JET Personal Statement Sample Plus Hints and Tips

JET Personal Statement Sample Plus Hints and Tips

Previously posed on my former Blogger, this was by far my most popular post. Because it’s helped so many people, I’ve reposted it here.

While I chose to go with Interac over JET, I still answer a lot of questions about the application process. The number one question I get about the JET Program is: what was your personal statement?

What’s the point of a personal statement?

Like it or not, your personal statement is the most important part of your application to the Japan Exchange and Teaching Program. It’s your opportunity to showcase who you really are and express yourself and your passions.

Everyone is going to fill out an application and submit a personal statement. The strict format of the JET Program application doesn’t allow much room to express yourself or highlight your best qualities. But your personal statement does.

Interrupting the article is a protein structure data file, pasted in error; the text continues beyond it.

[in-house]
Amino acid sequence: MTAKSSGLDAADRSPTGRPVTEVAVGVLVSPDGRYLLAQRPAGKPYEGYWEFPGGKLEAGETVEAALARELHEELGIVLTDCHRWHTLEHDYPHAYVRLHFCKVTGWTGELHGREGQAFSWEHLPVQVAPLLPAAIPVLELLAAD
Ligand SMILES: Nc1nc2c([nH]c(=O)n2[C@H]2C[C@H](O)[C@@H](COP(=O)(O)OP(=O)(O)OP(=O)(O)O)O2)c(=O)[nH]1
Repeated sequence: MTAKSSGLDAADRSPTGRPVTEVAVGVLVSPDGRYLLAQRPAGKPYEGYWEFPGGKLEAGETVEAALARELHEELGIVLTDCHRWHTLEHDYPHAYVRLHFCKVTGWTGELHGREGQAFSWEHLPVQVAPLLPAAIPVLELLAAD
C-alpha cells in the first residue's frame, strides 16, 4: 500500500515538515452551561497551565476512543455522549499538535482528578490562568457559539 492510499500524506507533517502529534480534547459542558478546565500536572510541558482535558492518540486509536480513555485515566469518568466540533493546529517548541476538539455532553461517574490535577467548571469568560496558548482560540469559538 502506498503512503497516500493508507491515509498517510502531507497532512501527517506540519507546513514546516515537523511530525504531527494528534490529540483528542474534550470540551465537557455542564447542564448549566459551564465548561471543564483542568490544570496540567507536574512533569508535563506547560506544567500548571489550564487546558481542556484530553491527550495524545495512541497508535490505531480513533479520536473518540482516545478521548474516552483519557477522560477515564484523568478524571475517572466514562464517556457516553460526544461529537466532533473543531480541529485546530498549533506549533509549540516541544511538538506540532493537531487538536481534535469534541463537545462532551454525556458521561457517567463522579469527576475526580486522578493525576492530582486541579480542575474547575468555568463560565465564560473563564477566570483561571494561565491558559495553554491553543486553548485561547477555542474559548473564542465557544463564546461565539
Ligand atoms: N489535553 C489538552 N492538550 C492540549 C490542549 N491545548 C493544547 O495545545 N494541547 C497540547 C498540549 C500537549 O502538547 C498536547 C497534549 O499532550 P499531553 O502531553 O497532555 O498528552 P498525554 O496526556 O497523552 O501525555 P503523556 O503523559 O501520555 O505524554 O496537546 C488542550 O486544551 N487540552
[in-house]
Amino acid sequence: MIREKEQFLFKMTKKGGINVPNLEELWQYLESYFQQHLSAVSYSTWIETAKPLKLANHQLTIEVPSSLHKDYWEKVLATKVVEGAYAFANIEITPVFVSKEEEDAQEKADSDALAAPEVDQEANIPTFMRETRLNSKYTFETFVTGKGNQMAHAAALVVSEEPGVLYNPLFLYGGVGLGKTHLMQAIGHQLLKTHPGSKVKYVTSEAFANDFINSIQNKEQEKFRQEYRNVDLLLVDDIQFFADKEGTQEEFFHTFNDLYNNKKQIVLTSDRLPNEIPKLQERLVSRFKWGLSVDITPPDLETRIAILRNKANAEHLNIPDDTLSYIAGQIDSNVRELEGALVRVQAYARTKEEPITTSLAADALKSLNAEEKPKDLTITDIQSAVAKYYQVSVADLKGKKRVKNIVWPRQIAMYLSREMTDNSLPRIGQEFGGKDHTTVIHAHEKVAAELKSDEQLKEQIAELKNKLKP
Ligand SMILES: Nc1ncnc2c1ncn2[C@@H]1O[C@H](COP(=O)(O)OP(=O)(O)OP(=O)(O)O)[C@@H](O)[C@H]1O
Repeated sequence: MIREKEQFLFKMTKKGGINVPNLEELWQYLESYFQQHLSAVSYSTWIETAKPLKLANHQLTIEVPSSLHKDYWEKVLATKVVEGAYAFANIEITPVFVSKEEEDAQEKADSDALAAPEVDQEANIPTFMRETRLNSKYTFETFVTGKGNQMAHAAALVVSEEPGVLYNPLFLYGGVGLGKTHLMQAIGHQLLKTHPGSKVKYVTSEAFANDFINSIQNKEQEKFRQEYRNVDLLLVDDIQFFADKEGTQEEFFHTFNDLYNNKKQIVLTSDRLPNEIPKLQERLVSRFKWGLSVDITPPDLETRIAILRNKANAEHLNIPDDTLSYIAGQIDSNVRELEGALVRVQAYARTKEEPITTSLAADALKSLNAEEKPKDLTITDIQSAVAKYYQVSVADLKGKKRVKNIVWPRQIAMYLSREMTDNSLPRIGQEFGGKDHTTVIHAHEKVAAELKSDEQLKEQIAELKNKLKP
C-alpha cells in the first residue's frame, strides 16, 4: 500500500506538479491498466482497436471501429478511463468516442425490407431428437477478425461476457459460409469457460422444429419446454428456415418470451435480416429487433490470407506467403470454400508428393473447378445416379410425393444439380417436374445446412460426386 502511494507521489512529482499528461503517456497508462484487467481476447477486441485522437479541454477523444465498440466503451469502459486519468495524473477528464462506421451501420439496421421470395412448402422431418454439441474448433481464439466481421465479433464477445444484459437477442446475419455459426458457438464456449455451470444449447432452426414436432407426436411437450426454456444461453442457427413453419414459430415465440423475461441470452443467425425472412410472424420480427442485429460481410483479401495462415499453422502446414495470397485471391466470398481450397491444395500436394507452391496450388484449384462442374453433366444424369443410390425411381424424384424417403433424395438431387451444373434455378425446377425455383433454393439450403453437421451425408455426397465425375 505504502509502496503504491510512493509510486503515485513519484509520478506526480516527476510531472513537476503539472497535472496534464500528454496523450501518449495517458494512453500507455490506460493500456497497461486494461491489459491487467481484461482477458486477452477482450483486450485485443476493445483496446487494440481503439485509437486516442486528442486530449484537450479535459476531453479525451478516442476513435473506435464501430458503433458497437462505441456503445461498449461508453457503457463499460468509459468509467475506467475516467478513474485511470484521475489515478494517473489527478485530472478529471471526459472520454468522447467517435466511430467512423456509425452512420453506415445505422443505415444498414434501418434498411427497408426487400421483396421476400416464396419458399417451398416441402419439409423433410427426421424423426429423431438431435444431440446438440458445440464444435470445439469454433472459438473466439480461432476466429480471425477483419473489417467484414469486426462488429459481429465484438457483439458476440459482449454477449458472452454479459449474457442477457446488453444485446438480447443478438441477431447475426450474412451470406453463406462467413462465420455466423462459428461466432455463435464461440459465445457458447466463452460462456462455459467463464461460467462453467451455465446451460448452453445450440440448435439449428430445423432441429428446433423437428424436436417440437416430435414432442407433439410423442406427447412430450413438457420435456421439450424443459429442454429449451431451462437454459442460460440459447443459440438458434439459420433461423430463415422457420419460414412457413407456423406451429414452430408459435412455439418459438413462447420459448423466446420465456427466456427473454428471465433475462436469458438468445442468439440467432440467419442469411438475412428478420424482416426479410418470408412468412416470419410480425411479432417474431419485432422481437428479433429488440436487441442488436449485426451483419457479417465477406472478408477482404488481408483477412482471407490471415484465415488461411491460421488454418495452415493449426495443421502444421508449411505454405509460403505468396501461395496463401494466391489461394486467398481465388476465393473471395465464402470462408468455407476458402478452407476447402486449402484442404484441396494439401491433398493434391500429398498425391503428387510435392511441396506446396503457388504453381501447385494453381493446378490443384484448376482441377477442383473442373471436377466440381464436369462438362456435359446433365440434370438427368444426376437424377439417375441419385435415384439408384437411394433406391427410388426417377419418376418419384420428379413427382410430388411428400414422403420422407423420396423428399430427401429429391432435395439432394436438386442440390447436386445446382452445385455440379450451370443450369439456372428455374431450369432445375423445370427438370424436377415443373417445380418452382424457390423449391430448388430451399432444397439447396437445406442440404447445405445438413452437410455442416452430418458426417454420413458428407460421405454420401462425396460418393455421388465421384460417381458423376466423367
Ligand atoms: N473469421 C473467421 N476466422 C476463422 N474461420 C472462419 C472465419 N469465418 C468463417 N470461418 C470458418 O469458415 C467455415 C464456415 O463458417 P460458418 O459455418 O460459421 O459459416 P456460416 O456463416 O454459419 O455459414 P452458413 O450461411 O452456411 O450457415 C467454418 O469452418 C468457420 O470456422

It’s a place to give you free reign to talk about anything you like. If you feel that your application isn’t very strong, the personal statement is a great place to beef it up. Take any weak spots in your application and emphasize what you can bring to the table instead.

What makes a good personal statement?

You can find a million guides out there on how to write a good personal statement. You probably had to submit one when you were applying to universities. You may have had to write one when applying for scholarships.

Should you reuse those? Probably not. Because the most important part of crafting a good personal statement is making sure it is relevant. Talking about what adversities you had to face growing up and how they made you a better person isn’t going to help you much here.